As an industry focused webinar* the idea is to look to and develop supplements of various kinds to improve mental wellbeing. But I thought about how during that 10 – 20 year age band there is a tremendous turn down in dairy intake, nor does green vegetable intake (another source of prebiotics) tend to meet recommended guidelines. Children, from the age of 5 tend to reduce their intake of dairy products. Could this be a way forward in helping us all to improve our mental health generally? Children and adolescents have an increased need for dairy servings but worries about weight gain, and turning to sugar free fizzy drinks rather than milk as a drink, affects overall intake.
Perhaps supporting children and adults to maintain a good intake of dairy not just because we are aware it’s good for our bones, but also because it may help us manage anxiety and stress is worth considering. Consuming dairy may increase the helpful Bifidobacteria and Lactobacillus colonies affecting the gut microbiome and mental health.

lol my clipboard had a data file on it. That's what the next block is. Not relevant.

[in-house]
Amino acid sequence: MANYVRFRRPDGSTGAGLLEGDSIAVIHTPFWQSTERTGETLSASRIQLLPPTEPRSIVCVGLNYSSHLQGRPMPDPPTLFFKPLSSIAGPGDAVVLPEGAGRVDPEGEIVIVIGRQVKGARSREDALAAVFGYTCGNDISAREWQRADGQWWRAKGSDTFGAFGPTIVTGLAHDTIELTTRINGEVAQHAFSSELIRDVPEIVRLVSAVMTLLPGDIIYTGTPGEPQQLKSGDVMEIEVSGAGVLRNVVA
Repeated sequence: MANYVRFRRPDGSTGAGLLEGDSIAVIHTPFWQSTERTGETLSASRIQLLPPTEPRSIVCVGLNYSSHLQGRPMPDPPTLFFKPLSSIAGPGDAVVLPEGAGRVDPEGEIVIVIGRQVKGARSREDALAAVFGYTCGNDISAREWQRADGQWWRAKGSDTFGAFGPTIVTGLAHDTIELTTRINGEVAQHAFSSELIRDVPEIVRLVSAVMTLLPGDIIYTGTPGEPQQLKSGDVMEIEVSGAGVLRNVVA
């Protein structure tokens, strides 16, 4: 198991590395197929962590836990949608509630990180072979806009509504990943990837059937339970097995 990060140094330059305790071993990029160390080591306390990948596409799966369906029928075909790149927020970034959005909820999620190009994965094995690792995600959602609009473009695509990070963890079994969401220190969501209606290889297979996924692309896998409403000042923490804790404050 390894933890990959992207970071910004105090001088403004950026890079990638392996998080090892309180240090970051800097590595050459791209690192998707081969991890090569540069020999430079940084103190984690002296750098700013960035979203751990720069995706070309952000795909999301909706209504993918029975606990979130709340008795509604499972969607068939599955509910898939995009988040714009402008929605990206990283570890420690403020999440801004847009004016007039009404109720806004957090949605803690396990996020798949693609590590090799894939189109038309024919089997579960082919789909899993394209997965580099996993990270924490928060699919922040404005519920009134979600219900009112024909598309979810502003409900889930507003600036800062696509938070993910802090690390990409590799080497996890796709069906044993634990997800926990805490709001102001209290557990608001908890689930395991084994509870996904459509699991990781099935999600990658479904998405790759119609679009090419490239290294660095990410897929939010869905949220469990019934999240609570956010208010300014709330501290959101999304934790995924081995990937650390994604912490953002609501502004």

What is a serving of dairy?
See below for suggested servings – aim for ≥3 servings per day to meet your needs, with live yogurt being considered especially beneficial to gut health.
- 120-150ml yogurt – plain low fat or Greek preferred versus fruit flavoured which may contain added sugar or sweeteners
- 28g cheese
- 200ml milk
Enjoy! If you need help with your diet or lifestyle, and would like to work on gut nutrition, please get in touch.
2020 and Covid
This was my introduction back in 202 when I originally wrote this blog.